Currently, yeah, I love to be out there and in front of all types of different audiences. And travel, too. That’s the other thing about it – you get to see the world, and you get to see people laugh all over the world, so I love that. You get to see how different people respond to your material all over the world. So yeah, the touring element is still a great priority to me.
Aside from standup, what kinds of projects excite you in terms of sitcoms, movies, and things like that?
I don’t want to limit myself, and all opportunities I get I’m gonna consider. But as far as goals, I wanna put out my comedy album, I’d like to do at least one hour special, I’d like to write a movie. I like acting – I’m getting a little better at it, I’m starting to work with acting coaches and audition more. I like it all. Currently my favorite thing is still being on stage doing standup, so a lot of that stuff just helps me gather a bigger audience to come see me live.
Got any new projects coming out soon?
I did a couple things that are soon to be announced. I have a podcast called In the Conversation on Stand Up Labs that drops every Wednesday. I’ve been doing that for a little over a year with a fellow comedian Vladimir Caamano and a filmmaker Ali Muhammad. What else? I’m on the road. I’m going to Arlington, then I’ll be at the Onion comedy festival in Chicago in June, then I’m going to Denver, I’m going to Philly…I’m on the road. I’m out here.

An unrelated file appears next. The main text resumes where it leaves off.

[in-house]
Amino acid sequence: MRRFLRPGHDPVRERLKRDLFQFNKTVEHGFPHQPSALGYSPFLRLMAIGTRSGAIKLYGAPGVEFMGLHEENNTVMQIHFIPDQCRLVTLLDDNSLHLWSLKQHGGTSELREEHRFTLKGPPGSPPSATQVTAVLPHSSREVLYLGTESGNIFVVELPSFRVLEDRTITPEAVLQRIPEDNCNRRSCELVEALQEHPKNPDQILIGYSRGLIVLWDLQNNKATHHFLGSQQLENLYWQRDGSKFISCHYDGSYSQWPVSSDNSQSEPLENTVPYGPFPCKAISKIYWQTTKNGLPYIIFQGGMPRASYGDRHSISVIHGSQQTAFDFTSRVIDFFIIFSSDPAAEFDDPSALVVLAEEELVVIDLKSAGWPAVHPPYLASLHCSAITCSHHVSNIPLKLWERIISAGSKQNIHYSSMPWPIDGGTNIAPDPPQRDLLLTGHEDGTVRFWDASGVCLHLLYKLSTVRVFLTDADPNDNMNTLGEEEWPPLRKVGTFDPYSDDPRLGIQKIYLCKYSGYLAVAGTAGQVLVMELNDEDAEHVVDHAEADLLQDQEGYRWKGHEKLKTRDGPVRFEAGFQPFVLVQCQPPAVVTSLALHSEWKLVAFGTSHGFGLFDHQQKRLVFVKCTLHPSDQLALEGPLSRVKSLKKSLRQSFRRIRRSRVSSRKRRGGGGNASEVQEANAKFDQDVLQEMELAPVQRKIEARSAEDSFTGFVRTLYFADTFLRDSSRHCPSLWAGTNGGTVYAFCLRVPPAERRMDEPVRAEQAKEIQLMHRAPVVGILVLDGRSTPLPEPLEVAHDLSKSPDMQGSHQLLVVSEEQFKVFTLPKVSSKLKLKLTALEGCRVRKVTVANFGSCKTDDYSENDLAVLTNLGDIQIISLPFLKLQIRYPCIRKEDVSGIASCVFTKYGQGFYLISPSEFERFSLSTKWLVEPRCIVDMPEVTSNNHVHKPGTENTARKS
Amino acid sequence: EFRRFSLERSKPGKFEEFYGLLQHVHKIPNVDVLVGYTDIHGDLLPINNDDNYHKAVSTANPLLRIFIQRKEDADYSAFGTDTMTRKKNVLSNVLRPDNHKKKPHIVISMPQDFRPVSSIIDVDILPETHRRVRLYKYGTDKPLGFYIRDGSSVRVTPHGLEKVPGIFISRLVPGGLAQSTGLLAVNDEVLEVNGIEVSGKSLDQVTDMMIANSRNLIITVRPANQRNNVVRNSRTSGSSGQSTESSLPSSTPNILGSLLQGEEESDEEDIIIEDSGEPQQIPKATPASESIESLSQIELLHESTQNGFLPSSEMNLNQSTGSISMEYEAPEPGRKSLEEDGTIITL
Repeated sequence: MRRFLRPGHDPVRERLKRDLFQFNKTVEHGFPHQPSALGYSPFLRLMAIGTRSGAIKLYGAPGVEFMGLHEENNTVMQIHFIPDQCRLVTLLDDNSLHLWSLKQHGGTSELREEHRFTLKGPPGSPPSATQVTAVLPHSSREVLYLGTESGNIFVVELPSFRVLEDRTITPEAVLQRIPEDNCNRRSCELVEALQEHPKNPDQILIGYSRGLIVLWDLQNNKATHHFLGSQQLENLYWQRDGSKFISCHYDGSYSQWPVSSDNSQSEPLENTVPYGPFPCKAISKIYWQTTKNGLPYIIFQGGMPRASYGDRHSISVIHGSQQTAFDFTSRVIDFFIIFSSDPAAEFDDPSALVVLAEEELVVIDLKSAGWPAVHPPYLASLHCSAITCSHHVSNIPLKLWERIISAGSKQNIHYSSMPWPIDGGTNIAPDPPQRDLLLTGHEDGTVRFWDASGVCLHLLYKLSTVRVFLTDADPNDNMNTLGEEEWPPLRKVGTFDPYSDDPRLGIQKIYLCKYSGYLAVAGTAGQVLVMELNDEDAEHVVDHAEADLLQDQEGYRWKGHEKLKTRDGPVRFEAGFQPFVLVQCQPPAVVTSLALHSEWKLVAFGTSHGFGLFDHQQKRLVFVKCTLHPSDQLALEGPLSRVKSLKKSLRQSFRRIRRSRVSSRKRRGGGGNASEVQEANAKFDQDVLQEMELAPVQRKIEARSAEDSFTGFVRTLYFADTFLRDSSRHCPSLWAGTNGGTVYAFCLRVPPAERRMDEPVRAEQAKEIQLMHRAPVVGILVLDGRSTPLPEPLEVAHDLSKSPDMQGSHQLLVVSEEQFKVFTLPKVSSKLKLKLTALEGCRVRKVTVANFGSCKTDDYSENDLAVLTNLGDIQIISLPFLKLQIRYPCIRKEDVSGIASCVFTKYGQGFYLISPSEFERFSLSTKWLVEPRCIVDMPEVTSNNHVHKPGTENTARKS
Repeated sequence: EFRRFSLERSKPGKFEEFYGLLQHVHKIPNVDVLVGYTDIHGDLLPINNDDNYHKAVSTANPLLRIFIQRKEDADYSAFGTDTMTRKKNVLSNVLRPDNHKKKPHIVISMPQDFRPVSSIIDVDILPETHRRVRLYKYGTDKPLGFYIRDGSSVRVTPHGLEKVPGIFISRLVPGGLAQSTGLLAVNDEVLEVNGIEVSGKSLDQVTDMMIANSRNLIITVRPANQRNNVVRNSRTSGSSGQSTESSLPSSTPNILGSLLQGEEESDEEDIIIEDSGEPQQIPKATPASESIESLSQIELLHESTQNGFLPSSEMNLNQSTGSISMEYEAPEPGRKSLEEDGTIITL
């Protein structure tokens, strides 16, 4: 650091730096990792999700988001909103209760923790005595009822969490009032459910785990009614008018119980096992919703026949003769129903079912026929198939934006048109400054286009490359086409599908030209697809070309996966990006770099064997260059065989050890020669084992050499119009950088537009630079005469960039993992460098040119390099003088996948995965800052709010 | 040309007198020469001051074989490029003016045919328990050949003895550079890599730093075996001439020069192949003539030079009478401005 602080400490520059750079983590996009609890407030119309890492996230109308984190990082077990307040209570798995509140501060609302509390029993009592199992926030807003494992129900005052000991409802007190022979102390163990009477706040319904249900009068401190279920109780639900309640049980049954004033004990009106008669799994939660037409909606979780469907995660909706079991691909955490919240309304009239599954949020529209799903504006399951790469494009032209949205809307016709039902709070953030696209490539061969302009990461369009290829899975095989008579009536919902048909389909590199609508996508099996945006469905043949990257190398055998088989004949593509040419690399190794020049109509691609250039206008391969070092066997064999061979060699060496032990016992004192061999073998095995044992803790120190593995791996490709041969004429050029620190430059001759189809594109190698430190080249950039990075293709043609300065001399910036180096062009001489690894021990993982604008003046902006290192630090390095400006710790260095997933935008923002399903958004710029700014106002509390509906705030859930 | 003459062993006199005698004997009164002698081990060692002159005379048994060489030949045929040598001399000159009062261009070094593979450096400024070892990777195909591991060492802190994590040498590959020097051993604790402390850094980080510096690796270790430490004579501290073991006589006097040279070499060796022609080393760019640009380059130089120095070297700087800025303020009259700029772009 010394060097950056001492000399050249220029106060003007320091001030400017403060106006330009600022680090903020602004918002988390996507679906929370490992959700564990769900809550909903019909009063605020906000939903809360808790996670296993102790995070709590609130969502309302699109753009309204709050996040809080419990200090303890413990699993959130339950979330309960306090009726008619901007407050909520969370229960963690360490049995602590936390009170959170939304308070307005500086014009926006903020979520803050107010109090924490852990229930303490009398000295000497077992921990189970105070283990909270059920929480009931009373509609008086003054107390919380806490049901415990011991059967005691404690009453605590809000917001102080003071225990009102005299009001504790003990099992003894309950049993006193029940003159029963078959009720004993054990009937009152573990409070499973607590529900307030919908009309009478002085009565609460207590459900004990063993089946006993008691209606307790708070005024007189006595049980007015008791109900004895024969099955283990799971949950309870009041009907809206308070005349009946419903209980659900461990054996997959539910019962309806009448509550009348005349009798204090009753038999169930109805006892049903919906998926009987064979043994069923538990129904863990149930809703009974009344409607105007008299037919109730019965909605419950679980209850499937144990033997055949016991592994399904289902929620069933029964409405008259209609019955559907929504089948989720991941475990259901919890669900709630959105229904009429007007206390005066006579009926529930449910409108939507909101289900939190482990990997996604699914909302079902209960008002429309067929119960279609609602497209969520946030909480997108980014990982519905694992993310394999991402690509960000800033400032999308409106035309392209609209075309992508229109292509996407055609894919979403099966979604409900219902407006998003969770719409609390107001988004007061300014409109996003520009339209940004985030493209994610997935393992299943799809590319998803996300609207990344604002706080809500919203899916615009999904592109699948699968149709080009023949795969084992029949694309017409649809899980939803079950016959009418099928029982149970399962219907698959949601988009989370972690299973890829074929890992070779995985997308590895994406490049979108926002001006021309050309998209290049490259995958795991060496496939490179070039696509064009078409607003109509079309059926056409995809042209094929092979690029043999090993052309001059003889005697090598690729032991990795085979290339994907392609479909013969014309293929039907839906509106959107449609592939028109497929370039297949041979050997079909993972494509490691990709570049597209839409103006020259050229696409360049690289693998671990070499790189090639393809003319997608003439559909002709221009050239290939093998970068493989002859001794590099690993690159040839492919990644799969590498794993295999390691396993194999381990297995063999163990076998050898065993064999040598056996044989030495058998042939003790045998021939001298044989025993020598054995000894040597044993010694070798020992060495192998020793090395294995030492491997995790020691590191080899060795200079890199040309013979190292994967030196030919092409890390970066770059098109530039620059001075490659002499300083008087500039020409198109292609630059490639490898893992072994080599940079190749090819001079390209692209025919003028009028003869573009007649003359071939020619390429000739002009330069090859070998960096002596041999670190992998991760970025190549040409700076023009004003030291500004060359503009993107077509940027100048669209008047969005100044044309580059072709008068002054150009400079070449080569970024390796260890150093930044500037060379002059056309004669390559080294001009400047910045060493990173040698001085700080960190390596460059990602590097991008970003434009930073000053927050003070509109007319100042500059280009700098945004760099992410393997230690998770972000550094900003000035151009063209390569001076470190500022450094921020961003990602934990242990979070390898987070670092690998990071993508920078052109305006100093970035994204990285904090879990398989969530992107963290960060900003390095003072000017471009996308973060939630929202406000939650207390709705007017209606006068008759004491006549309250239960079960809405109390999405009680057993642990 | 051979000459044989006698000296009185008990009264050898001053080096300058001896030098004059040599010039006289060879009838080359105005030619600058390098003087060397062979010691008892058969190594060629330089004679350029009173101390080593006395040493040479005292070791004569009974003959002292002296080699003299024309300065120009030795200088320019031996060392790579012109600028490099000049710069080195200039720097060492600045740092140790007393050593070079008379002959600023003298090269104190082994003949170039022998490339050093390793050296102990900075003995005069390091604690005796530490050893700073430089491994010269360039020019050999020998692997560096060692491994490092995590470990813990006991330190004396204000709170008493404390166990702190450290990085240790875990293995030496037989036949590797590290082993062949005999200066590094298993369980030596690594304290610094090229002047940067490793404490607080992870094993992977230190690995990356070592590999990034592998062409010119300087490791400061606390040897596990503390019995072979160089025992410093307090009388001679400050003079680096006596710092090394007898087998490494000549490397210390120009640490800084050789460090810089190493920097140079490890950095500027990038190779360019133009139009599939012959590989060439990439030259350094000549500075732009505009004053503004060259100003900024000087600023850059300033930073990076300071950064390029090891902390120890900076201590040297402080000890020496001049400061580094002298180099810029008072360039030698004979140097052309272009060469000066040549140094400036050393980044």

Do you want to endorse a presidential candidate? [laughs]
Do I want to endorse a presidential candidate? Uh…well, I’m gonna hold my endorsement – not just yet – but I like Bernie. I’m feelin’ the Bern, you know what I mean? I’m feeling the Bern, I can’t even lie. I even like saying that: I’m feeling the Bern. And no, it’s not STD-related, so that’s cool. How about you?
Yeah. I’m feelin’ the Bern.
There we go. We’re both Bernin’.
Comedy Knockout premieres on truTV tonight at 10:30pm.